After signing new star players like Kyrie Irving and Gordon Hayward, the Celtics were known as a “super team” that had high hopes to make the playoffs. After game one of the regular season, Hayward went down with a broken ankle that may be season ending.

Many Celtics fans were expecting promising things out of this season. Jake Glickman ’20 is a huge Celtics fan that still believes in the team. “The Celtics still have a chance to make it to the National Basketball Association finals,” Glickman said. He explained that the Celtics are a deep team with many players to fill Haywards position. Also with the signing of Kyrie Irving, they still have an all-star that can take over games. Glickman thinks that the third overall pick, Jayson Tatum, will take most of Haywards minutes.

Even though many people feel that the Celtics still have a promising season ahead of them, there are many people who feel that the Celtics will be devastated with the loss of Hayward. “They won’t go farther than the first round of the playoffs, if they even make it that far,” Holden Cohen ’20 said.  Cohen continued to talk about what the loss of Hayward means to the organization. Without the star player and the top scorer of the team, the rest of the players will panic. Many of the other players will look to be the next star player and it will ruin the chemistry of the team and ultimately be the fall of the Celtics for the 2017-2018 season.

Brett Levy ’20 disagrees with Cohen and thinks that the loss of Gordon Hayward will not ruin the Celtics season. “The Celtics will still be better than most teams in the East and will make it deep into the playoffs,” Levy said. He continued by saying that Kyrie Irving is one of the best point guards in the league and can take over games. He thinks that the Celtics biggest problem may be the next couple of games as they are adjusting to the loss of Hayward.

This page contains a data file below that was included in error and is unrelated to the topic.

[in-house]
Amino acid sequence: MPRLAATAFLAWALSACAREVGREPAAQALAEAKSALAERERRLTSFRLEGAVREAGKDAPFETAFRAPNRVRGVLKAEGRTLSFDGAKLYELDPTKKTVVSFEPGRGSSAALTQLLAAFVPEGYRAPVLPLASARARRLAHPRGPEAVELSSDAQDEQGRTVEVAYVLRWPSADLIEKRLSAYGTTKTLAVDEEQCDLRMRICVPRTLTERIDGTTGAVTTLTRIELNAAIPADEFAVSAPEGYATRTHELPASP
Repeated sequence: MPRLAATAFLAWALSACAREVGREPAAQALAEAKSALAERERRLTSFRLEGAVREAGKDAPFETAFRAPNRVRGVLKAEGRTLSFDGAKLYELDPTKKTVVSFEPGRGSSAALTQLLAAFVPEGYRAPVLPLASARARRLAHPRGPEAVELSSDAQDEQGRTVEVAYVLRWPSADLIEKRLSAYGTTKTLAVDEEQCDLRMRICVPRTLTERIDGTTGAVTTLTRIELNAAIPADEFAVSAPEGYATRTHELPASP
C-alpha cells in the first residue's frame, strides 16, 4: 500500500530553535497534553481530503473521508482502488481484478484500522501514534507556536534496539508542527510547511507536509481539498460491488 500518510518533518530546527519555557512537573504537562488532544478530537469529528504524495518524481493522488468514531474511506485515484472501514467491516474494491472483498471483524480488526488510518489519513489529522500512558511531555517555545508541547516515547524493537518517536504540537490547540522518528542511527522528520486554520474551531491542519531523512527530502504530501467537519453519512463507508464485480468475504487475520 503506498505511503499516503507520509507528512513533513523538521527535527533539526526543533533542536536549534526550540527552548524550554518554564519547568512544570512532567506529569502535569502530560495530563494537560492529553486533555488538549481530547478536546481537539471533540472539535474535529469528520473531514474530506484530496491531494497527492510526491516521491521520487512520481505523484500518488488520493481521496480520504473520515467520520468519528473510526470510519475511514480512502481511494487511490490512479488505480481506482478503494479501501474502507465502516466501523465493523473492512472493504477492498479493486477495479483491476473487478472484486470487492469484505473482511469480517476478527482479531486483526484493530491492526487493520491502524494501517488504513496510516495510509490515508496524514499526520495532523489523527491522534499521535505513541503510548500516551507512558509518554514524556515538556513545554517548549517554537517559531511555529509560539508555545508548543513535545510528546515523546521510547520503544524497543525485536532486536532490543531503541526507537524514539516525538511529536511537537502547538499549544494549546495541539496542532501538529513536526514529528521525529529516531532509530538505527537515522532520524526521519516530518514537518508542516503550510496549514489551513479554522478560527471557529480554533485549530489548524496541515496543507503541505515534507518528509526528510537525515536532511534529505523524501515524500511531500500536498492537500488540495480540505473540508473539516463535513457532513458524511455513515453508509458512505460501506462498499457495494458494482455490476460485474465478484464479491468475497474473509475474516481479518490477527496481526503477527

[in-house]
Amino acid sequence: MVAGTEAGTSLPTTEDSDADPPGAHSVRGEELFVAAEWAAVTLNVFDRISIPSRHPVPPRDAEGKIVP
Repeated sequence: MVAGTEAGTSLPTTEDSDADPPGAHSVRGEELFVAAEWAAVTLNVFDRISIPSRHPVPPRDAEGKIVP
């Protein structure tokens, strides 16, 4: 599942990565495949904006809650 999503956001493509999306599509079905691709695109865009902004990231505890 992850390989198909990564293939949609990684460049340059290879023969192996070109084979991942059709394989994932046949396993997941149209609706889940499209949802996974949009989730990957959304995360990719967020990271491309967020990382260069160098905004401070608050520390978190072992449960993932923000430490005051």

Brad Stevens told Chris Forsberg, an ESPN staff writer, about his thoughts on the injury of Gordon Hayward. “My sole focus has been on Gordon and trying to make sure that we maximize this group that we have right now,” Stephens said. Stephens continued to say that he wasn’t looking to acquire any new players, but he is looking to use the players he has and make the most successful lineups.

Taking his Ball and going home: Lamelo Ball will be homeschooled

By Shane Rabacs ’18

Lamelo Ball, 16, was taken out of Chino Hills High School by his dad Lavar Ball to be homeschooled.

Lavar Ball cited the coach as the reason for pulling his son from the school where he averaged 26.7ppg and once scored 92 points in a game.

“I’m not dealing with the coach over there,” Lavar Ball told ESPN’s Ramona Shelburne and Jeff Borzello. “I’m not dealing with the administration over there. I don’t want no distractions on Melo. So therefore I’m going to homeschool him and make him the best basketball player ever.”

“I started off liking the move, but after hearing some of the statements, I think it is a bad decision for his future,” Mark Didio ’20 said.

This puts into question Ball’s future in basketball. He also has a signature shoe, the Melo Ball 1, that made his NCAA eligibility questionable as he is verbally committed to UCLA.

Lamelo stars in “Ball in the Family,” a reality show broadcasted on Facebook that follows the Ball family, who have been gaining popularity in the past year.  

“I am excited to see how the schooling process works on the show. There are certain standards that have to be met and I want to see if they can follow it,” Didio said.

Lavar is reportedly hiring English and math tutors for Ball, which are his two most important subjects according to a source inside the Ball camp.

“Math and English are his stronger subjects so he can count his money and communicate when it’s not right,” a source told TMZ Sports.

Ball will continue to play AAU ball and try to continue his path to the NBA.